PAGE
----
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MIAMI (CBSMiami) – As the impact of President Barack Obama’s historic visit to Cuba continues to unfold, Chief Investigative Reporter Michele Gillen spoke exclusively with Alan Gross, the American contractor who had been held prisoner in Cuba for five years.
Here is part 3 of her interview.
“It was courageous. He made a courageous statement and I was proud of my President,” reflected Alan Gross in response to the President’s visit to Cuba and headline making messages.
While visiting Miami, Gross listened to the President’s addresses and told Gillen that the words that echoed in his heart were when President Obama announced, “I believe citizens should be free to speak their mind without fear.”
Seeing an American President on Cuban soil, and standing just steps from Raul Castro while speaking of the need to respect human rights, was a surreal and welcome moment for Gross. What was the message he heard?
“He said to the Cuban people, have hope, have faith, things will be better. I heard him say to the government of Cuba, respect human rights, stop abusing your power,” said Gross.
Gross’ five year incarceration in Cuba and ultimate release on humanitarian grounds as a part of a swap for five Cuban spies was said to be pivotal for the warming of U.S./Cuban relations that led to the President’s visit to the island nation.
Gillen and Gross discussed Raul Castro’s response to a reporter who asked about political prisoners jailed in Cuba today.
“Raul Castro said ‘What political prisoners? Give me a list, give me name. And there was silence’,” Gillen described the moment that gave pause at his press conference with President Obama and hundreds of journalists.
“You could start with all the cell mates that I had. Out of the 20 people, 17 were political prisoners in my opinion, including me,” said Gross.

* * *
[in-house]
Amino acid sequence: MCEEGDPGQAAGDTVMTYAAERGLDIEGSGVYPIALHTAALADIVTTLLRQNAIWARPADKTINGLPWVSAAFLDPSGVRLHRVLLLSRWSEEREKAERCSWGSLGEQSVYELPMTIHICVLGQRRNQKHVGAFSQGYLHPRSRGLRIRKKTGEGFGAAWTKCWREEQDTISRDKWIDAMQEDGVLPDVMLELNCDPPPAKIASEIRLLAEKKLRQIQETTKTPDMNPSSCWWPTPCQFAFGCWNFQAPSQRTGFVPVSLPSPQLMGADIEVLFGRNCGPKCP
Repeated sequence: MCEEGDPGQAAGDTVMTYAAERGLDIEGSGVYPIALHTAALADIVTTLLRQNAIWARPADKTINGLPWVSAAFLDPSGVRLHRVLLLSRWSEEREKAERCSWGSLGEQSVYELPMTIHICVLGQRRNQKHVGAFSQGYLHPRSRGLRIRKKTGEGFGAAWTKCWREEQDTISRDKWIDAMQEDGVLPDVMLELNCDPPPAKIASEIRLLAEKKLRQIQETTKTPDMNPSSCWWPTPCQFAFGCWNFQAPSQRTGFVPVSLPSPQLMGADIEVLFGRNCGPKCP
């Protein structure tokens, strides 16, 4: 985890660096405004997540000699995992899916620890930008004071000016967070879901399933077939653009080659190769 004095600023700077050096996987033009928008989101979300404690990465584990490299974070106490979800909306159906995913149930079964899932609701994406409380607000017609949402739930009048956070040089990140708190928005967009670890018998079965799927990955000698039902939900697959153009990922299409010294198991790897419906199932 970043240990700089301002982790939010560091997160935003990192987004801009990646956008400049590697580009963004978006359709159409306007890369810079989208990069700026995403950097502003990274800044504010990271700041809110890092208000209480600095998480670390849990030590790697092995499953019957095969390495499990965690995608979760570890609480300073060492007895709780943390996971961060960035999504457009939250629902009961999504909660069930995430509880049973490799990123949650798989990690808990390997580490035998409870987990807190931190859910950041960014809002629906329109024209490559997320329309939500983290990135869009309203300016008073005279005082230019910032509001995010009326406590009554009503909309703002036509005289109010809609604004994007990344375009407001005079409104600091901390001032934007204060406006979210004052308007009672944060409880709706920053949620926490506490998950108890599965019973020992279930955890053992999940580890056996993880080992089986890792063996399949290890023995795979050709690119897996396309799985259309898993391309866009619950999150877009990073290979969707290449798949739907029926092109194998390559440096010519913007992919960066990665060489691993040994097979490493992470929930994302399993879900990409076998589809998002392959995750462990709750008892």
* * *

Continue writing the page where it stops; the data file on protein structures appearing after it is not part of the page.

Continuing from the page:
If he had been in that auditorium with Castro, what would Gross have liked to have said.
“Its baloney. There are thousands, if not thousands upon thousands of political prisoners in Cuba today,” responded Gross.
With affection and respect, Gross said one of his greatest ties to Miami is that one of his former cell mates, a man known as Rolando, now lives here. He calls him a hero for having escaped Cuba and then returning to bring more of his family back to the US. He was arrested and incarcerated for more than a decade.
“He is a true hero. He represents the Cuban experience for many Cuban Americans. We made an oath together that when we were both free, we would go to the Versailles restaurant in Little Havana and we did and it was wonderful,” recalled Gross.
“When you toasted together, what was the toast,” asked Gillen.
“To freedom,” he said.
For his support of lifting the embargo and the circumstances of his release, Gross readily admits he has detractors.
“Some of the people in South Florida have told me to crawl under a rock in South Florida and die. I am not going to do that. And their sentiments are misplaced,” he said.
Headlines leading up and during to the President’s trip regarding the use of the internet and the need for broadband had a personal significance for Gross.
Gross ended up in prison because of his work on the island which he saud was intended to expand the country’s internet technology. So what was his reaction to American internet executives joining the President on this visit?
“I think it vindicates the work that I was doing,” he said.
If he had a message for the people of Cuba what would it be?
“Don’t give up. Never give up. Keep hope and faith and know that people love you. And that there are people working toward a better day,” he said.
“Anger is an anchor that weighs us down. If we can let go of the anchor just a little bit, we can move forward,” head added.
Gross said the proverbial ball is now in Cuba’s court and that it needs to act.